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June 27, 1912: On June 27, 1912 the Interurban and special trains brought thousands to Glen Hagan Park northwest of Centerville on Cooper Creek. The event had been publicized for weeks. Posters and bills were placed in store windows around the Square and in small towns across southern Iowa. People paid 50 cents at the entrance, 25 cents for those under 15. Hundreds more lined the roads to the north, to the west and to the east “without contributing anything themselves,” pointed out the Iowegian. The attraction was the arrival of Centerville’s first aeroplane. The craft was a white Curtiss box biplane. The pilot, Robert G. Fowler, sat in an open cockpit. Behind him was the engine. From its crankshaft, chains ran to two propellers mounted behind the wings, which thrust the aircraft forward. Three times — at 4 o’clock in the afternoon, 5:30 and once again in the evening — people watched the demonstrations. The pilot cranked the engine. He adjusted his goggles and climbed aboard. The plane bumped along the flat land north of Glen Hagan’s new country club. It vibrated loudly. It rose into the air. It flew over the heads of the spectators. It circled for five or 10 minutes and landed. (172)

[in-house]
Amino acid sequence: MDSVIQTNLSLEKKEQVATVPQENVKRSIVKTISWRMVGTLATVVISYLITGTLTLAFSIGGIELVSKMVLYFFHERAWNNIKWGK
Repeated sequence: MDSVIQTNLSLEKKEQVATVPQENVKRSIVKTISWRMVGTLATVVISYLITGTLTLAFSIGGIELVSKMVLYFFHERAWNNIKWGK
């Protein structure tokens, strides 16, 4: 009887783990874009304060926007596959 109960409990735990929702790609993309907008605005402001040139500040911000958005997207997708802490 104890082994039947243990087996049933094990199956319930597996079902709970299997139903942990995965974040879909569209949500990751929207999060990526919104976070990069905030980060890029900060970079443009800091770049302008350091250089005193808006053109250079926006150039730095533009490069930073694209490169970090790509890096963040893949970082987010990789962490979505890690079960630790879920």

June 28 1880s, 1890s: Twice a year a circus came to town: the Ringling Brothers; the New Great Pacific; Cook and Whitby; W.W.Cole; John Robinson; Sells; Forepaugh; and Barnum and Bailey. Two weeks before, heralding their arrival, 100 professional bill-posters, 75 “paste and brush” men, 4 managers and 4 bill-poster bosses arrived by train in 4 dormitory advertising cars. They placed posters on the Courthouse fence and on every barn, railing and billboard within a 50-mile radius of the City keeping careful records of each posting. One day before the show’s arrival, a special agent checked each one, renewing any that had been damaged during rainstorms. The shows arrived on special trains. They were unloaded with speed. People gathered to watch. Tents were erected on grounds at the south end of 17th Street, or on the Courthouse Park or in Lane Woods. Fresh fruits and vegetables, cabbages, strawberries and muskmelons were bought at the City Gardens of T. J. Greene (Bob Greene’s grandfather), and carried to cooks in kitchen tents. Circus day started with a morning parade at 10 o’clock. Hundreds lined the sidewalks along 14th Street (later renamed Drake Avenue, down 13th Street Street and around the Square. Small boys, uptown before daybreak, sat on the curbs. They watched as the parade approached, led by trumpeters, a drum corps and a circus band aboard a carriage pulled by teams of gleaming horses. (131-132)